PHP version stats: January, 2023
It's that time again: my biyearly summary of which PHP versions are used across the community. You can read the previous edition here.
As always, it's important to note that I'm working with the data available to us. That means that these charts are not a 100% accurate representation of the PHP community as a whole, but they are an accurate representation of one of the most prominent parts of PHP: the packagist ecosystem.
# Usage Statistics
Let's start with the percentage of PHP versions being used today, and compare it to the previous three editions, note that I've omitted all versions that don't have more than 1% usage:
Visualizing this data looks like this:
Evolution of version usage
We can see a decent growth for PHP 8.* versions, I think that's great news! It's also great to see PHP 8.0 usage already declining: PHP 8.0 went into security fixes only mode at the end of last year, and I hope to see its usage decline a lot more this year. Keep in mind that PHP 8.0 will reach end of life on November 26, 2023. So it's crucial that projects start preparing to upgrade in the coming months.
PHP 7.4 reached end of life last year, so at the same time it's worrying that more than 25% of projects are still using it! Let's hope to see this number decline soon.
This data beautifully visualizes the division within the PHP community: one part is keeping up with modern PHP, while another one stays helplessly behind. I know there are many reasons to stay behind — often driven by business requirements and constraints — but it's crucial to realise that a lot of PHP projects are in fact running insecure and slow versions in production because of it.
Moving on to the all-time overview chart, here you can see the evolution of version usage across time:
All time evolution
Like I said: the decline of 7.4 is going too slow to my liking. Compare it to the much steeper decline of PHP 5.5 back in 2015 when PHP 7.0 was released: I would have liked to see the same happen with PHP 7.4 and have people move to PHP 8.0, but unfortunately that's not the case.
I feel like I'm repeating myself every year, but I really hope that people upgrade their projects sooner in the future. I'm curious to learn how this part of the PHP community can be helped. I feel that tools like Rector to automate upgrades have so much potential, if only people started using it.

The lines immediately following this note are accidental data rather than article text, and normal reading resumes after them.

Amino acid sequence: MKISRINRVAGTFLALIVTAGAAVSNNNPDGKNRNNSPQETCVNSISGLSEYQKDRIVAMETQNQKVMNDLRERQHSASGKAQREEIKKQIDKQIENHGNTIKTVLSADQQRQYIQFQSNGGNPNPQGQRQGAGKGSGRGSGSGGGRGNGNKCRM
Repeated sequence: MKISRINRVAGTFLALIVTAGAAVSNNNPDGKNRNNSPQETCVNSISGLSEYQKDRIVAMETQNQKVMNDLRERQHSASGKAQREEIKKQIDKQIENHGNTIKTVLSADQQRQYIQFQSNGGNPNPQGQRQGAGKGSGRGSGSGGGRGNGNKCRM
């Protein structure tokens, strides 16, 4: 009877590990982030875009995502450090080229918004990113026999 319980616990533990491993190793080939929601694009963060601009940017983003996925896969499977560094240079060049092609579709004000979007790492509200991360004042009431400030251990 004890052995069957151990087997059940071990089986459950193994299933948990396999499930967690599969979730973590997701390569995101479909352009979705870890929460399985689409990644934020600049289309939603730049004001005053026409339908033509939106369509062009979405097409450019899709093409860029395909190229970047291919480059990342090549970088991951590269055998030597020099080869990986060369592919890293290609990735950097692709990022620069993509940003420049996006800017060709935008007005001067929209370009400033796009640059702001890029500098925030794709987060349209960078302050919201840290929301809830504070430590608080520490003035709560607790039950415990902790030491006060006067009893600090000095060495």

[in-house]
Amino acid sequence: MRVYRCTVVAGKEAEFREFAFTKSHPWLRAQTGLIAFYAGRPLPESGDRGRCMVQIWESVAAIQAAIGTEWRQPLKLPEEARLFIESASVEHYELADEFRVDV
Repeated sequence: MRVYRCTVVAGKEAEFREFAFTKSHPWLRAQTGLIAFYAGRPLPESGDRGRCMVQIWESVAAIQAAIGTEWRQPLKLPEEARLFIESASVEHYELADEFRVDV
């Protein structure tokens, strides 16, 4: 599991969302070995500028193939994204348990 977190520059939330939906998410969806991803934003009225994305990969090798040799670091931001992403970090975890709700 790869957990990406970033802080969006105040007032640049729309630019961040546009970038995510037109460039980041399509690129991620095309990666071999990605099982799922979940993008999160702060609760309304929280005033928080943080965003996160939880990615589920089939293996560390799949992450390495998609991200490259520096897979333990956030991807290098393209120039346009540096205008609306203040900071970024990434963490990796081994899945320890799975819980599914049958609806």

# Required versions
Next, I used Nikita's popular package analyzer to download the 1000 most popular composer packages. I used a little script to get their minimum required version. Here are the results:
There are two important notes to make here.
- This tables shows the minimum required version. It makes sense that none of the 1000 packages already supports PHP 8.2, since it's been only here for a month.
- If you count the numbers, you'll notice there are some differences between each year. Not every package lists a version, so not all 1000 packages can be parsed.
Instead of comparing absolute numbers, it's best to plot this data into a chart for a relative comparison, so that we can see changes over time:
Minimal PHP requirement over time
You can see there's a slight increase in PHP 7.* requirements. It's a good evolution, but still very slow compared to how fast PHP is moving forward.
In my opinion, package authors should push more to require only supported PHP versions. I think it's the only way for PHP to keep moving forward at a decent rate, and for the community to keep up. On top of that: yearly upgrades are much easier to do than to stay on, for example, PHP 7.4 and try to make the jump directly to PHP 8.2.
In closing, if you take one thing away from this post, I hope it's that it's time to upgrade to at least PHP 8.1, preferably PHP 8.2. It's not as difficult as you might think, and it's definitely worth your time.
What are your thoughts on these stats? Are you using PHP 8.2? Let me know your thoughts on Twitter and subscribe to my newsletter if you want to be kept up-to-date about these posts!